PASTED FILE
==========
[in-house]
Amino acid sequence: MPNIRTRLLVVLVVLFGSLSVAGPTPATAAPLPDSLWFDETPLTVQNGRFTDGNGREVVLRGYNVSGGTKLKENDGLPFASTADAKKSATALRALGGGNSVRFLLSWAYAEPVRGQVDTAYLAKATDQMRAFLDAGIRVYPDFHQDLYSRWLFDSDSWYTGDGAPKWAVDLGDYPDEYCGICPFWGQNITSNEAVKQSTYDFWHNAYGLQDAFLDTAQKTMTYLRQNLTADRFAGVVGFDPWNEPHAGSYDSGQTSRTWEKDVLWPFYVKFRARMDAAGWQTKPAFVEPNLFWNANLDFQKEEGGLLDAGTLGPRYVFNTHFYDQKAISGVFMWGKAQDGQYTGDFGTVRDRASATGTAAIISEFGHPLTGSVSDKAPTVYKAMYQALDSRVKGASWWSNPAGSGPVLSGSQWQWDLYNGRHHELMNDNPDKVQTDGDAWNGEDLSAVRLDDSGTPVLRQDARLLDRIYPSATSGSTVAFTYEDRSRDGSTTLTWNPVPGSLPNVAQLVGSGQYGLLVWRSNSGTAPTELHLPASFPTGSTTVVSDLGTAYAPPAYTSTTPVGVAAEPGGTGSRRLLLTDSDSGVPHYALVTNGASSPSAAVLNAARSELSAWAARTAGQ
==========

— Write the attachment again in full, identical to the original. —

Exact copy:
[in-house]
Amino acid sequence: MPNIRTRLLVVLVVLFGSLSVAGPTPATAAPLPDSLWFDETPLTVQNGRFTDGNGREVVLRGYNVSGGTKLKENDGLPFASTADAKKSATALRALGGGNSVRFLLSWAYAEPVRGQVDTAYLAKATDQMRAFLDAGIRVYPDFHQDLYSRWLFDSDSWYTGDGAPKWAVDLGDYPDEYCGICPFWGQNITSNEAVKQSTYDFWHNAYGLQDAFLDTAQKTMTYLRQNLTADRFAGVVGFDPWNEPHAGSYDSGQTSRTWEKDVLWPFYVKFRARMDAAGWQTKPAFVEPNLFWNANLDFQKEEGGLLDAGTLGPRYVFNTHFYDQKAISGVFMWGKAQDGQYTGDFGTVRDRASATGTAAIISEFGHPLTGSVSDKAPTVYKAMYQALDSRVKGASWWSNPAGSGPVLSGSQWQWDLYNGRHHELMNDNPDKVQTDGDAWNGEDLSAVRLDDSGTPVLRQDARLLDRIYPSATSGSTVAFTYEDRSRDGSTTLTWNPVPGSLPNVAQLVGSGQYGLLVWRSNSGTAPTELHLPASFPTGSTTVVSDLGTAYAPPAYTSTTPVGVAAEPGGTGSRRLLLTDSDSGVPHYALVTNGASSPSAAVLNAARSELSAWAARTAGQ